If a plane lands vertically in a strong headwind, what will the pilot do to exit the runway? If he increases the speed, wouldn't that be dangerous (I mean he will fly again)?

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    $\begingroup$ Go somewhere else without winds that high. $\endgroup$
    – Ron Beyer
    Feb 15, 2018 at 19:29
  • $\begingroup$ What if it is a large scale storm and you have no fuel to go to an other airport. $\endgroup$
    – Mehdi
    Sep 28, 2018 at 20:22

2 Answers 2


If you're in a situation where you can "land vertically" (I assume that means you are landing into a headwind equal in velocity to your landing airspeed), then it's simply dangerous for an aircraft to be anywhere on the ground without being properly tied down. Even if you were able to turn the aircraft, it would probably be lifted into the air again as the wind caught the fuselage broadside.

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    $\begingroup$ Then how do An-2's operate at all? They can takeoff and land on a blown kiss. $\endgroup$ Feb 15, 2018 at 21:22
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    $\begingroup$ @Harper I can't find anything about An-2s being good at landing in headwinds as fast as their airspeed. Keep in mind that their groundspeed isn't low because the plane is moving slowly -- the groundspeed in this question is low because you're landing in extremely high winds. $\endgroup$
    – anon
    Feb 15, 2018 at 21:33
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    $\begingroup$ @NicHartley : But the An-2 can fly so slowly in a slight breeze that it's basically almost hovering. However, it might have to do with the angle of attack. The extreme slow flight the An-2 is famous for, is actually a near-stall, with the aircraft working more like a parachute or paraglider, being able to land almost like a parachute in the event of an engine failure. It can fly faster than that on takeoff or landing. $\endgroup$
    – vsz
    Feb 16, 2018 at 10:38
  • $\begingroup$ @vsz Yeah, but that's even more of a different situation. When you glide like a parachute, the moment you touch down you lose all lift. The same is not true with headwind. $\endgroup$
    – Luaan
    Feb 16, 2018 at 16:12
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    $\begingroup$ I'd imagine the An-2 puts its flaps up after landing, too. $\endgroup$
    – ceejayoz
    Feb 16, 2018 at 16:17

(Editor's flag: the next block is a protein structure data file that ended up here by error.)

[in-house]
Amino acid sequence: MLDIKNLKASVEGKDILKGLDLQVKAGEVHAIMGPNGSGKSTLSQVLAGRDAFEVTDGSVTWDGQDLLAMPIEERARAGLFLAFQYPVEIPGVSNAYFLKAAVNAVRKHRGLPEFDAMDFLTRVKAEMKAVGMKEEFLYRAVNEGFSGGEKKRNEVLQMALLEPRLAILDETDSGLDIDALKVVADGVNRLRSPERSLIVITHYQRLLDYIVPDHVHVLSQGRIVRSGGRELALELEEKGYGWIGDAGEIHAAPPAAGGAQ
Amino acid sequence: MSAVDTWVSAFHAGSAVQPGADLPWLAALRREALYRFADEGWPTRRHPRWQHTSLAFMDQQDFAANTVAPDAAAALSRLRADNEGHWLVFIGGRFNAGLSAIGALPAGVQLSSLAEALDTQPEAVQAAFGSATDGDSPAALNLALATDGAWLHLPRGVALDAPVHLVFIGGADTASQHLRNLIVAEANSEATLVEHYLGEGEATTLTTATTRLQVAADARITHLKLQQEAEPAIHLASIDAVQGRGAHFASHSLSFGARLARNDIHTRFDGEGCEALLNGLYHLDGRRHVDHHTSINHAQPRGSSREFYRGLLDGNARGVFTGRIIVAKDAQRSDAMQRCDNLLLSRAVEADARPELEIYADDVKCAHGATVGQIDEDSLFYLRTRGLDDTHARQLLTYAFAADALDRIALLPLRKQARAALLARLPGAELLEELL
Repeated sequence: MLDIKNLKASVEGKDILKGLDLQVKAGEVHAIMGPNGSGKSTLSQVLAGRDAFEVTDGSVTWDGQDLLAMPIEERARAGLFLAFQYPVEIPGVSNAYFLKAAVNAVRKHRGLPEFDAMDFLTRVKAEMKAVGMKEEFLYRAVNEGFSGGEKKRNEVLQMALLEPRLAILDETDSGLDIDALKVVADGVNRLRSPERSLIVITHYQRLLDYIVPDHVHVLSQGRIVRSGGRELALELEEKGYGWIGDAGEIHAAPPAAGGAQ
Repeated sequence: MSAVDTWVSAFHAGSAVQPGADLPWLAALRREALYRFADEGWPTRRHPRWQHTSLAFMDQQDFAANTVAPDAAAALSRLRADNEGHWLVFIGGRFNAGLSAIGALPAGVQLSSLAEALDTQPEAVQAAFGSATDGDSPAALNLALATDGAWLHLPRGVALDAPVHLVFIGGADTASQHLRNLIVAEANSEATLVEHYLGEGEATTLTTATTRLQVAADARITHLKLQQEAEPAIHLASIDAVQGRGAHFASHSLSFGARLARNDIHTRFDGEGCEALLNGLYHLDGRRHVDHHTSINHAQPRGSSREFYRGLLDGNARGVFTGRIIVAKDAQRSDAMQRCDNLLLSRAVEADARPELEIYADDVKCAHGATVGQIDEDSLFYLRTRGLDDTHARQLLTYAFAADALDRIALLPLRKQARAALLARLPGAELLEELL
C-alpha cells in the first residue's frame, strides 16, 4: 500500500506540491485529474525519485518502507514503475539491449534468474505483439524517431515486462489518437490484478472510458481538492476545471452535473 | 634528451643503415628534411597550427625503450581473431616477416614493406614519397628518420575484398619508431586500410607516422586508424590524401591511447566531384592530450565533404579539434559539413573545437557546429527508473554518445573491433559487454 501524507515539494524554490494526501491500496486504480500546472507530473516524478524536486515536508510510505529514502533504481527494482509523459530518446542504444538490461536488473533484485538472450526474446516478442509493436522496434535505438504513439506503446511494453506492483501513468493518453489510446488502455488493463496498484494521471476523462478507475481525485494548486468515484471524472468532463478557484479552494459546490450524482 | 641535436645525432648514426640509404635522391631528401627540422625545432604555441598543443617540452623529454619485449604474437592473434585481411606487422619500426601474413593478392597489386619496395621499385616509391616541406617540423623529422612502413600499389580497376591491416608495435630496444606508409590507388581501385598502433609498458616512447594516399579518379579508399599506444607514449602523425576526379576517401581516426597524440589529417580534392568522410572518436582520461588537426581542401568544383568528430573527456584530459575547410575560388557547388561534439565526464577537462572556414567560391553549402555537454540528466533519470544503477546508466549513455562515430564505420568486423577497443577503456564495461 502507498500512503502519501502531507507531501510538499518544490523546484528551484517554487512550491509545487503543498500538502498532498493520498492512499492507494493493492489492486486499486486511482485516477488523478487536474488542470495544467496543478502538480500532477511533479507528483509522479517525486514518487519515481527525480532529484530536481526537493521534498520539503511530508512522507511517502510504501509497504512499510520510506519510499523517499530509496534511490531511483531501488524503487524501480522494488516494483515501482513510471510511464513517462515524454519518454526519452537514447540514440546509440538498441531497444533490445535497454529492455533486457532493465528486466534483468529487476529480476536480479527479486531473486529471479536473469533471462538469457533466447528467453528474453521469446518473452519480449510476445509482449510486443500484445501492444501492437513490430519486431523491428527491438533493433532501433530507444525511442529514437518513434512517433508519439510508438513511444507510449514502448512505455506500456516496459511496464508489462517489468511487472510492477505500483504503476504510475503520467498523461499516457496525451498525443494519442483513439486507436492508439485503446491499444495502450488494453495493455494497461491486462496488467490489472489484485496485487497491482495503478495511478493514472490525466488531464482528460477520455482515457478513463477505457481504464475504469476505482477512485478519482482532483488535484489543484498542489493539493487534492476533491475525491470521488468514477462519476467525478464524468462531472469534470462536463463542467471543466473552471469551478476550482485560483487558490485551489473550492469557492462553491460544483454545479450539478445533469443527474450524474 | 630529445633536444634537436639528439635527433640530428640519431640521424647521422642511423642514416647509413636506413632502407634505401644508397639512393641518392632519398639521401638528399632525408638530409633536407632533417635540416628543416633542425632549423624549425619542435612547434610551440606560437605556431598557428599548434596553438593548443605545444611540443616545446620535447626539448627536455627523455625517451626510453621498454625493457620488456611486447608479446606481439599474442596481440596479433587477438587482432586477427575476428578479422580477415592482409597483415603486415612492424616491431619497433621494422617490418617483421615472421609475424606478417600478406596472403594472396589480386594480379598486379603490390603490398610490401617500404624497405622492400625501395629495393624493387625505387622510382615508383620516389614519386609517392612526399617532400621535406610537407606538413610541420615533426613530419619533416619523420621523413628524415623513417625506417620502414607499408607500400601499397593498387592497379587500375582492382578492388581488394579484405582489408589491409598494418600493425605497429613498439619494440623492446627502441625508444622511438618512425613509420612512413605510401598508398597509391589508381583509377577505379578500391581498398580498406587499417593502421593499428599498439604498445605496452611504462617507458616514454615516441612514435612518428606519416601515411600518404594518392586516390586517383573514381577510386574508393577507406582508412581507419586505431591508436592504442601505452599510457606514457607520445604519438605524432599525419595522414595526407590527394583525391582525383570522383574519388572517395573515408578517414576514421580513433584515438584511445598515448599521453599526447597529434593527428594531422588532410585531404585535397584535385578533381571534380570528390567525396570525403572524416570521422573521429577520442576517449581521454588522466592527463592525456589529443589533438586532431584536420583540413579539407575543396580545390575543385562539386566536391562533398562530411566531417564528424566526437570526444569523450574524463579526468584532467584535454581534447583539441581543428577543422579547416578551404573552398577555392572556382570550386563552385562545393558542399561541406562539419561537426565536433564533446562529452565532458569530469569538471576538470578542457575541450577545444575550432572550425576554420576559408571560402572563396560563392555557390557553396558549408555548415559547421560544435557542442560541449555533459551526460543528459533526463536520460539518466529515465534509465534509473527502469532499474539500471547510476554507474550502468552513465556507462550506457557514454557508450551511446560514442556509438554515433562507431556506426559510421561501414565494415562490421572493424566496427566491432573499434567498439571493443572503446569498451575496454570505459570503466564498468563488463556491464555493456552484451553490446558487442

I landed a C-152 at KMHV (Mojave, CA) with AWOS saying winds were 38kt gusting to 45kt straight down runway 8. It was not a vertical landing but the ground effect lowered the landing ground speed to ~15kts. Why? Because the pilot side door opened in moderate turbulence at 7500 MSL and would not latch, and was banging in the turbulence and freezing my head since OAT was ~10F. (Hard to fly the plane while holding the door closed!) I taxied very slowly with the controls in the 'keep-it-from-flying' orientation, parked facing the wind, bent the door frame back by hand to get the door to latch, taxied back to 8 very slowly, advanced the throttle and departed with a 100 ft roll.

EDIT: 20180405 ...

I just look at the control surfaces to make sure they are forcing the plane DOWN given the direction the wind coming from... Here is a better description:

From the AOPA Windy Flights Page

Taxiing Technique:

Taxiing in a crosswind requires additional control inputs to keep the airplane's tires well planted and, in a strong crosswind, to prevent a wing or the tail of the airplane from being lifted by the wind. It can be confusing remembering which way the ailerons should be positioned during a crosswind taxi, but this memory aid may help: When you hold the yoke, your thumb points up; when the wind is coming from in front and to one side (a quartering headwind), point your thumbs into the wind. When the wind is coming from behind, point your thumb away from the wind. So, for instance, if the wind is coming from the left rear ( quartering tailwind), deflect the yoke to the right (thumb points right and away from the wind).

To remember the elevator inputs during a crosswind taxi, remember that when taxiing downwind (in the same direction as the wind is blowing), the elevator should be down. When taxiing upwind, the elevator should be neutral (for tricycle gear airplanes) or up (for tailwheel airplanes). Watch the movement of wind socks, flags, grass, etc., as you taxi, and change control inputs appropriately as your taxi direction changes.

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    $\begingroup$ I think they key bit that answers the question is the controls in the 'keep-it-from-flying' orientation. It would be good if you could expand on that by editing your answer. $\endgroup$
    – Notts90
    Feb 16, 2018 at 11:32
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    $\begingroup$ Depending on the aircraft, mind you, consider what would happen if you suddenly jammed the controls to keep-it-from-flying at Vr. I expect if you could land with no groundspeed there would be, in some airframes, a real risk that you might plant the nose of the aircraft right into the dirt. $\endgroup$
    – J...
    Feb 16, 2018 at 19:18

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